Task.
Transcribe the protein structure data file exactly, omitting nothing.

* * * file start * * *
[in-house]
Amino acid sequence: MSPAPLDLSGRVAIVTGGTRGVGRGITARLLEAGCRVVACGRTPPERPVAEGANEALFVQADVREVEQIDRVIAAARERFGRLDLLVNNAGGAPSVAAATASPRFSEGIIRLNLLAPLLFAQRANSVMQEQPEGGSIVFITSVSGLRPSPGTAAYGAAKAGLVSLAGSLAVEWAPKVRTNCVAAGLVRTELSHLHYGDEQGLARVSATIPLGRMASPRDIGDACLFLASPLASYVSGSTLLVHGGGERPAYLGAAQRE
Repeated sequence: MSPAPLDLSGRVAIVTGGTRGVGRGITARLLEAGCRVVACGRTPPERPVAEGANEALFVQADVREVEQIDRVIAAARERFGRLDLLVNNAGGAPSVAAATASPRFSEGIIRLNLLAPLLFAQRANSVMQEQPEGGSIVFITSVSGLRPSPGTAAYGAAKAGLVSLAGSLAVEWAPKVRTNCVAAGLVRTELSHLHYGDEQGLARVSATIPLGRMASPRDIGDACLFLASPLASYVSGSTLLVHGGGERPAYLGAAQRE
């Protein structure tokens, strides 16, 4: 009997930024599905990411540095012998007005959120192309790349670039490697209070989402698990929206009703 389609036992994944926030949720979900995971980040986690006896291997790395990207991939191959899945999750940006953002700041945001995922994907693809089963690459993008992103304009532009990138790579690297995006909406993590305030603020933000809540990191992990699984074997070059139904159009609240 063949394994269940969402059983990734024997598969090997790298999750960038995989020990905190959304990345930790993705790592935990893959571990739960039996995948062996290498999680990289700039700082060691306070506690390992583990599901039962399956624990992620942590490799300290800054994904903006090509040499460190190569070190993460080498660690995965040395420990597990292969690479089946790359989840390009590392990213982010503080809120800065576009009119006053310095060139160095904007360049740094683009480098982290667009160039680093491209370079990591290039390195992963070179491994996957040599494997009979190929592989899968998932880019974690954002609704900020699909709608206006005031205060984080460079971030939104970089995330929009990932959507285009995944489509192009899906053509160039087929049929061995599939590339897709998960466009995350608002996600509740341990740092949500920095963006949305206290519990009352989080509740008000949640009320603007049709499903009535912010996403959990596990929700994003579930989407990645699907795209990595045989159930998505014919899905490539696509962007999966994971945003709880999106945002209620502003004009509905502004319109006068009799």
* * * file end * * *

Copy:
[in-house]
Amino acid sequence: MSPAPLDLSGRVAIVTGGTRGVGRGITARLLEAGCRVVACGRTPPERPVAEGANEALFVQADVREVEQIDRVIAAARERFGRLDLLVNNAGGAPSVAAATASPRFSEGIIRLNLLAPLLFAQRANSVMQEQPEGGSIVFITSVSGLRPSPGTAAYGAAKAGLVSLAGSLAVEWAPKVRTNCVAAGLVRTELSHLHYGDEQGLARVSATIPLGRMASPRDIGDACLFLASPLASYVSGSTLLVHGGGERPAYLGAAQRE
Repeated sequence: MSPAPLDLSGRVAIVTGGTRGVGRGITARLLEAGCRVVACGRTPPERPVAEGANEALFVQADVREVEQIDRVIAAARERFGRLDLLVNNAGGAPSVAAATASPRFSEGIIRLNLLAPLLFAQRANSVMQEQPEGGSIVFITSVSGLRPSPGTAAYGAAKAGLVSLAGSLAVEWAPKVRTNCVAAGLVRTELSHLHYGDEQGLARVSATIPLGRMASPRDIGDACLFLASPLASYVSGSTLLVHGGGERPAYLGAAQRE
């Protein structure tokens, strides 16, 4: 009997930024599905990411540095012998007005959120192309790349670039490697209070989402698990929206009703 389609036992994944926030949720979900995971980040986690006896291997790395990207991939191959899945999750940006953002700041945001995922994907693809089963690459993008992103304009532009990138790579690297995006909406993590305030603020933000809540990191992990699984074997070059139904159009609240 063949394994269940969402059983990734024997598969090997790298999750960038995989020990905190959304990345930790993705790592935990893959571990739960039996995948062996290498999680990289700039700082060691306070506690390992583990599901039962399956624990992620942590490799300290800054994904903006090509040499460190190569070190993460080498660690995965040395420990597990292969690479089946790359989840390009590392990213982010503080809120800065576009009119006053310095060139160095904007360049740094683009480098982290667009160039680093491209370079990591290039390195992963070179491994996957040599494997009979190929592989899968998932880019974690954002609704900020699909709608206006005031205060984080460079971030939104970089995330929009990932959507285009995944489509192009899906053509160039087929049929061995599939590339897709998960466009995350608002996600509740341990740092949500920095963006949305206290519990009352989080509740008000949640009320603007049709499903009535912010996403959990596990929700994003579930989407990645699907795209990595045989159930998505014919899905490539696509962007999966994971945003709880999106945002209620502003004009509905502004319109006068009799």